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Are We Overreacting to COVID-19?
Vicki Rackner MD ---  Selling to Doctors Vicki Rackner MD --- Selling to Doctors
For Immediate Release:
Dateline: Minneapolis , MN
Thursday, March 19, 2020

Here's the number one question I have been fielding this week: "Are we overreacting to COVID-19?"

My response is this: "Is this the BEST question that positions you to be part of the solution?"

The REAL question on most peoples' minds today is this: "What is the health risk COVID-19 poses to myself, my family and the people around me?"

As of today, March 19th, it appears that simple public health and personal hygiene measures work.  They minimize the risk of becoming infected with COVID-19 and protect the most vulnerable among us like your aging parents or your friend being treated for breast cancer or your neighbor who has gotten a heart transplant.

If you made a list of the top 10 health threats with the greatest probability of taking your life in the next year, COVID-19 would not even be on the list. As the time of the writing, about 3,400 people in Italy lost their lives to infection from COVID-19. Compare that to the 647,000 Americans who lost their life to heart disease last year or the 47,000 US deaths from suicide.

The measures to "flatten the COVID-19 curve" --shutting down restaurants, bars, gyms, hair salons, etc-- are dramatic. They have know and certain untoward economic consequences.  

Are these aggressive public health measures justified?  

Public health official creating policy to care for entire populations ask different questions than doctors caring for individual patients. The best way to screen an individual patient for cancer, for example, may be different than the best way to screen the entire population.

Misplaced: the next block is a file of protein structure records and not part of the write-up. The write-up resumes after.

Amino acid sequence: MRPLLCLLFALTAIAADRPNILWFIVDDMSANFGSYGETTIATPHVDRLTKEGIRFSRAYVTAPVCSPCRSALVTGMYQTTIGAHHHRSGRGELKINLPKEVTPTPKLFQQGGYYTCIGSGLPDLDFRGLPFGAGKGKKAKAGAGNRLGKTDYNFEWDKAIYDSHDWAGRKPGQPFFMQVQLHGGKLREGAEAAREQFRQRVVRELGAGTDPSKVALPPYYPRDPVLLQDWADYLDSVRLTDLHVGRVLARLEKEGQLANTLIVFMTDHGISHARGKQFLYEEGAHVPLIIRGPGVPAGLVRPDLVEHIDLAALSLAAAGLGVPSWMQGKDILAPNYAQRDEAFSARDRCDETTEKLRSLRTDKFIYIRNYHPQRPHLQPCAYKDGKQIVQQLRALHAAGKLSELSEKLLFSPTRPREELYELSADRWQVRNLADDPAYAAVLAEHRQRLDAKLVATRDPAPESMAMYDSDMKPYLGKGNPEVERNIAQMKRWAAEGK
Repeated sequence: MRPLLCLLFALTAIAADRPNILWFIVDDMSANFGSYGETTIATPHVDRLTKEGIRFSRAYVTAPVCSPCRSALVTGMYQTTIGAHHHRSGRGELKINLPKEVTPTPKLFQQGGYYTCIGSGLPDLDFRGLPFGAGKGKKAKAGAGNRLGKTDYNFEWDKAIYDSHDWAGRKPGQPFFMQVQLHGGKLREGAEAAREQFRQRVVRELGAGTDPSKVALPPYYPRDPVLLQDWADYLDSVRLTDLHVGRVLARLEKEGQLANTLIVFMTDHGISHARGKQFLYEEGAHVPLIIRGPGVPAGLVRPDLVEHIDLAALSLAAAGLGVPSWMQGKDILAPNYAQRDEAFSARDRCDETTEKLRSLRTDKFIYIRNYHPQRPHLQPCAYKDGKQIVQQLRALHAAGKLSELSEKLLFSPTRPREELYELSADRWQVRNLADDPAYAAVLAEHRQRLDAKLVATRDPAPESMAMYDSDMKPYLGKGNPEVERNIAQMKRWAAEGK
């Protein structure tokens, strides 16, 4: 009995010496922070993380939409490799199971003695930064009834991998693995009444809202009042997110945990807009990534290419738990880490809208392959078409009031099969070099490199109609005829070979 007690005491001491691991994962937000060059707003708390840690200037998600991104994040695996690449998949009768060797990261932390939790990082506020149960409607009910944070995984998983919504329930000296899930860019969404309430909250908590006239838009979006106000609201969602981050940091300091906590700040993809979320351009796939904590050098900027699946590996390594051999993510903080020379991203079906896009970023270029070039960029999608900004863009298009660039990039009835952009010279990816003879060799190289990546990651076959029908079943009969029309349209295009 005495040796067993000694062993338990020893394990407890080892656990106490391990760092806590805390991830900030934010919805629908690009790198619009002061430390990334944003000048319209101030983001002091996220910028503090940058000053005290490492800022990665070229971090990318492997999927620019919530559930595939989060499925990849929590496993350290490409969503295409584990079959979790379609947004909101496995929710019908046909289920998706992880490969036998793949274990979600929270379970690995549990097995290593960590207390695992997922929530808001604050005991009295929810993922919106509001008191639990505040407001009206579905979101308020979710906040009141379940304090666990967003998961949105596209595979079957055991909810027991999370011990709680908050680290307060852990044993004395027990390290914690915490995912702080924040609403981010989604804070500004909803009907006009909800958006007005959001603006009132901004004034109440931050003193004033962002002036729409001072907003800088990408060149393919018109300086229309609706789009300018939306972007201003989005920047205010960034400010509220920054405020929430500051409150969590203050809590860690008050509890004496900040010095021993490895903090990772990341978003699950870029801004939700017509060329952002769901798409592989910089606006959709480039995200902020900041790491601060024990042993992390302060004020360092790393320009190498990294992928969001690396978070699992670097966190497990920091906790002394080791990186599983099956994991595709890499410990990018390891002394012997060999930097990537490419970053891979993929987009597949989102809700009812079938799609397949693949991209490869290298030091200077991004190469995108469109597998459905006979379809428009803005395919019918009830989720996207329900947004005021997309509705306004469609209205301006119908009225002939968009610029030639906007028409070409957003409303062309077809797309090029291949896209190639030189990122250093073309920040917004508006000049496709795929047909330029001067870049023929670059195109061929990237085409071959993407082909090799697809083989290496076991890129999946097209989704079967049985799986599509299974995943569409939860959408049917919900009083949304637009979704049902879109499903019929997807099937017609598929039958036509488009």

Further, we as individuals do things like vaccinate our children and refrain from texting while driving to keep the community safe and healthy.  

The limited data suggests that aggressive public health measure work. Life is returning to normal in China. 

Further, the failure to implement aggressive public health measure will have political, health and economic consequences. 

The truth is that our reality is what it is. We ARE working from home. We're not going to be able to exercise at the gym or get haircuts or relax at a bar for a few weeks.  (I was supposed to get a haircut today, and it was cancelled because the salon is closed. When I asked my hairdresser what I should do about my overdue haircut, she said, "Watch a Youtube video about curtting tor own hair." Yikes!)

Let's refrain from Monday-morning quarterbacking. Instead, let's focus our thoughts and efforts on activities that allow us to become part of the solution. We can all make a positive impact right now.

Creating solutions begins with asking the best questions.

Thank you for your hard work!  Stay healthy and strong.
My best,
Dr. Vicki

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